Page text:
Dardenne Prairie’s rules just became more explicit about running golf carts and other motorized vehicles on walking and bicycle paths in its city parks – they aren’t allowed.

The city’s Board of Aldermen approved a bill at its July 6 meeting modifying the existing city code governing the operation of a variety of vehicles in city parks and prohibiting their operation on trail paths in three city parks. The bill also authorizes the city to impound the vehicles under certain circumstances.

The board took the action after receiving “numerous complaints” about golf carts, motorized bicycles and scooters being operated on paths at Barethaven and Bluebird Meadow parks, near Henning Road, according to a memorandum from Mayor David Zucker.

Those parks include trails developed by Great Rivers Greenway, a nonprofit agency developing a trail and park system throughout the greater St. Louis area.

“The existing municipal code appears to declare such activity as an offense, however in some circumstances, in my opinion, the language should be more explicit,” the memo states.

Zucker’s memo states that the city will get better enforcement and “when possible, the impoundment of golf carts and other motorized vehicles, to encourage better behavior.” The provisions would apply to the city park adjacent to city hall along with Barathaven and Bluebird Meadows parks.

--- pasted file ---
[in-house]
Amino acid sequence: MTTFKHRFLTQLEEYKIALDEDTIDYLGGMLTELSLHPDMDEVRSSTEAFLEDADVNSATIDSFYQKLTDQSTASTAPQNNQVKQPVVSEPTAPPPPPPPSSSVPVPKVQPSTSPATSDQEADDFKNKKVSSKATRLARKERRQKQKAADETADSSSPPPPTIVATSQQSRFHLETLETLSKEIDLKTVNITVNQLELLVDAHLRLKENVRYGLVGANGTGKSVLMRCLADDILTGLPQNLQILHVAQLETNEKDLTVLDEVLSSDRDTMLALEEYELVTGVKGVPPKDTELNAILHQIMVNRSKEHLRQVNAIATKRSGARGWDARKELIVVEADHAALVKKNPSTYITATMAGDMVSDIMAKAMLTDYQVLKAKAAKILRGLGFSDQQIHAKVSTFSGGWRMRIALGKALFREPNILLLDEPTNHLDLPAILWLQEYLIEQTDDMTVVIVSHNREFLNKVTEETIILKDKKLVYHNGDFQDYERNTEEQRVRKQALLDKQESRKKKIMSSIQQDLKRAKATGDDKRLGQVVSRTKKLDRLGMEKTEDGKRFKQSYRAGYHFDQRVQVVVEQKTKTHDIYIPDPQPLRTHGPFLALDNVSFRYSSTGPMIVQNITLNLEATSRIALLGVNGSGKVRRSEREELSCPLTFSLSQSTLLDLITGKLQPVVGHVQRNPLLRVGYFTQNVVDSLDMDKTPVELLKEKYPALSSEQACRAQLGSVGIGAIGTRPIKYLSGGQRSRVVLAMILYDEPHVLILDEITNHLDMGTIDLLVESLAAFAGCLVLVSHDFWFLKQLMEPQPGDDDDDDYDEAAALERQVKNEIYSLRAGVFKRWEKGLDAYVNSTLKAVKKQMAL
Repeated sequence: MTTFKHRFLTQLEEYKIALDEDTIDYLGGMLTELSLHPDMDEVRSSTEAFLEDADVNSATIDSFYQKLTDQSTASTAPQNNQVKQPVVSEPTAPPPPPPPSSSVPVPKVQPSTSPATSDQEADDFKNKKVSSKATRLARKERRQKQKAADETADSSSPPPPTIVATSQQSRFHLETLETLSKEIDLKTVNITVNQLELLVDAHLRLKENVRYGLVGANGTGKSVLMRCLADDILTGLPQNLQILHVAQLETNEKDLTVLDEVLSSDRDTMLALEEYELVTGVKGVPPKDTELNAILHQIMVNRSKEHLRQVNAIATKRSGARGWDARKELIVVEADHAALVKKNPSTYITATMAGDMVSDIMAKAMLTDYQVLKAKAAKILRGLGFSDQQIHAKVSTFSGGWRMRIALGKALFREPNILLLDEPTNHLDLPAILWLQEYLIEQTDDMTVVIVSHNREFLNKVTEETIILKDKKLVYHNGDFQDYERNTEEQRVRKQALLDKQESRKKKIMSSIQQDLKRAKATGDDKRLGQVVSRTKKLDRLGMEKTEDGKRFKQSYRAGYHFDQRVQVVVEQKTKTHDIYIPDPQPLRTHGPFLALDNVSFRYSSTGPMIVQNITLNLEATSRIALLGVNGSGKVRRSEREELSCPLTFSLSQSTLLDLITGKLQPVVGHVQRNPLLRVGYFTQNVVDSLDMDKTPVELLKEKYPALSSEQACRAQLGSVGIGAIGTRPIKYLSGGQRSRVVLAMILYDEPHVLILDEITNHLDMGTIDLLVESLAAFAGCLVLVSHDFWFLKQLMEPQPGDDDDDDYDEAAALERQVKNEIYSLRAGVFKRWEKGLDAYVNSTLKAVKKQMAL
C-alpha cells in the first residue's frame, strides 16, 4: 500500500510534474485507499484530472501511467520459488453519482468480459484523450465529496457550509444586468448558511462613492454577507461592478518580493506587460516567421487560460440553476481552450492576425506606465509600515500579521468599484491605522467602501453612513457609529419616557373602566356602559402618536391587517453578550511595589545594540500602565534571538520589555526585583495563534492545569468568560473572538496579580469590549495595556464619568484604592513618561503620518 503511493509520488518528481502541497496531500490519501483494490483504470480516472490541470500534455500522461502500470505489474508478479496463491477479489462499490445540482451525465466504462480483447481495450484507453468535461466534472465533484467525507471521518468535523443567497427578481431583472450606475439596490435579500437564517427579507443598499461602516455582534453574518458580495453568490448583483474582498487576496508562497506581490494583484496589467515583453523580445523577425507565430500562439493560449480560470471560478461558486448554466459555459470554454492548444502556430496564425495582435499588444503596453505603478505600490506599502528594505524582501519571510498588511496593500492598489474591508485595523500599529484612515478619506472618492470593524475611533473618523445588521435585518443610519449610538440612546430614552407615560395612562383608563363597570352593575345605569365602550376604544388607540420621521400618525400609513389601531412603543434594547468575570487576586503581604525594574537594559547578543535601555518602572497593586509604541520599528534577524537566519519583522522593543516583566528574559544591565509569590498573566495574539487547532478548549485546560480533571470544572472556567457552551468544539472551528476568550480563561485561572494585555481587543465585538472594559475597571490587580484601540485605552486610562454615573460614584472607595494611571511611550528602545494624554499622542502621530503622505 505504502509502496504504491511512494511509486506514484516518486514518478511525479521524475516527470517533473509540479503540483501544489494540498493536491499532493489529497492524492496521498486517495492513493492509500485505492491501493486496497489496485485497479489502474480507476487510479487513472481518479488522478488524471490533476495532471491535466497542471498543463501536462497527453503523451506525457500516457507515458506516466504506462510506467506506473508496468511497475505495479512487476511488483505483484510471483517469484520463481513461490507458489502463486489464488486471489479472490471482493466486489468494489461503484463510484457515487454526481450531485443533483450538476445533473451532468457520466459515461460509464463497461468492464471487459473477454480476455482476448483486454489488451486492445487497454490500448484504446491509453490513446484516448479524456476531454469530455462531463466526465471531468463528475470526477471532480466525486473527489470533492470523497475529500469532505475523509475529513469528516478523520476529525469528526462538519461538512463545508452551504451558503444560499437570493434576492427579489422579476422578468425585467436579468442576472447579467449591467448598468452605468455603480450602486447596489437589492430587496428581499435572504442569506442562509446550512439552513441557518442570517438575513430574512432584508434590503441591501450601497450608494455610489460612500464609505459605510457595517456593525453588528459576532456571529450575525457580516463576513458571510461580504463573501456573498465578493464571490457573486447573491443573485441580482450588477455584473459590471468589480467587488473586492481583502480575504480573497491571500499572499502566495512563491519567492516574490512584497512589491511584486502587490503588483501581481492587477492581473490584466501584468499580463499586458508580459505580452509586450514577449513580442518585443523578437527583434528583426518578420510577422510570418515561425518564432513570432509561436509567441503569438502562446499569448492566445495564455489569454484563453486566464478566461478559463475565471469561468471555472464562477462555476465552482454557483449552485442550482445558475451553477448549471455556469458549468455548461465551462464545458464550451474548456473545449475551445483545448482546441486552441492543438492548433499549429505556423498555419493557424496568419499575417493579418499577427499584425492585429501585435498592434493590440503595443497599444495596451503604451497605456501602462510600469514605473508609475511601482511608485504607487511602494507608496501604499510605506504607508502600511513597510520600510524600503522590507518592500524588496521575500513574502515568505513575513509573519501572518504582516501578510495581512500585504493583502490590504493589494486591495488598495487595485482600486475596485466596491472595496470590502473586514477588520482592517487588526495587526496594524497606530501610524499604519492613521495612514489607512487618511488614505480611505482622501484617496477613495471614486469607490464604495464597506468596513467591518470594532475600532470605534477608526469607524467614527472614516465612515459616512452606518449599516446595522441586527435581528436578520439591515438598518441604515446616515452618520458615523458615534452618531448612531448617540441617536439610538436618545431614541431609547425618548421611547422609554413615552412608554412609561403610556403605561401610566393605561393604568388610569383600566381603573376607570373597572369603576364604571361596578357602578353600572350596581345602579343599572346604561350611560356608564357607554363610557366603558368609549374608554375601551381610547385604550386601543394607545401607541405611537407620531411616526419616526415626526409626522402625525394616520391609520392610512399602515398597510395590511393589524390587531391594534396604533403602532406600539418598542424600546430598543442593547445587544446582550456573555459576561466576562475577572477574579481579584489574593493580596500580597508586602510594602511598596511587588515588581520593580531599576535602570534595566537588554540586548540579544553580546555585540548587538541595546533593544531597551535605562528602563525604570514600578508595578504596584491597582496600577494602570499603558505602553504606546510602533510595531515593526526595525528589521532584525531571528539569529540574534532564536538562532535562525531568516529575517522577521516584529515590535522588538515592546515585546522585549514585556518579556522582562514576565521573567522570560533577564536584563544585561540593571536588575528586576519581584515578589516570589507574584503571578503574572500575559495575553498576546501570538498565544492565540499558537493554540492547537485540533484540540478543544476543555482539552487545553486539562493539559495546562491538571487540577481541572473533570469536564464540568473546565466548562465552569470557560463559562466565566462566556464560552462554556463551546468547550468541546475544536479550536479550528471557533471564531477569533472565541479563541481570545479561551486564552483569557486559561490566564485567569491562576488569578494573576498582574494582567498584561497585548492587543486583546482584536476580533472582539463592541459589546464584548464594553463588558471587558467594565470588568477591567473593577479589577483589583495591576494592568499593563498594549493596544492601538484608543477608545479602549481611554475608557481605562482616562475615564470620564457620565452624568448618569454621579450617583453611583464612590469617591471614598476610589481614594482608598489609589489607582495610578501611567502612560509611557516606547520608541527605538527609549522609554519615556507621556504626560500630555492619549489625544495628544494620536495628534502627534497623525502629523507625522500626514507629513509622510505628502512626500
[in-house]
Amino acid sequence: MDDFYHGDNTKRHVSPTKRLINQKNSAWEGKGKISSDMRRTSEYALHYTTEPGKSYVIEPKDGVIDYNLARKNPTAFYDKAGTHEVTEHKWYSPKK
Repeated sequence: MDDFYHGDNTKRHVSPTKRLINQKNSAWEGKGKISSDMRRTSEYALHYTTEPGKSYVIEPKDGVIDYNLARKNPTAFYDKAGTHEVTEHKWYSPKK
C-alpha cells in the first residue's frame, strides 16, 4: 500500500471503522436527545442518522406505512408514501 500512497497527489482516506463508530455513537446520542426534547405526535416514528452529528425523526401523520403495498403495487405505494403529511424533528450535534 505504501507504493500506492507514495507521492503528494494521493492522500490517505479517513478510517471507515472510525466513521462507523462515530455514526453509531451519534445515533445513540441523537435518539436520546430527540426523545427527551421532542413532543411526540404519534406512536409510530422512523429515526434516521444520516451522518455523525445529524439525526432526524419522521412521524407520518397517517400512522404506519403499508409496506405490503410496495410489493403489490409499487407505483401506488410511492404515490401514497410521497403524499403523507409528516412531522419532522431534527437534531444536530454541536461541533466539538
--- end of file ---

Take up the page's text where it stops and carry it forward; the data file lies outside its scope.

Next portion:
The new ordinance says it is unlawful to drive an all-terrain vehicle, golf cart, motorcycle, three-wheeled motor tricycles, motorized bicycles, play vehicles and scooters, pocket bikes, recreational off-highway vehicles, utility or other vehicles when the park is closed or on all walking and bike trails.

The ordinance exempts motorized wheelchairs operated by individuals with disabilities. The bill also prohibits operating a vehicle without a valid driver’s license or under age 17.

The city can impound any abandoned vehicle. The ordinance states that drivers must follow instructions from city employees or police directing traffic and that the speed limit for vehicles in the park is 15 miles per hour.

Zucker said city officials think the golf carts and motorized bikes and scooters are being used by young drivers. Impounding the vehicles may get the attention of parents, he said.

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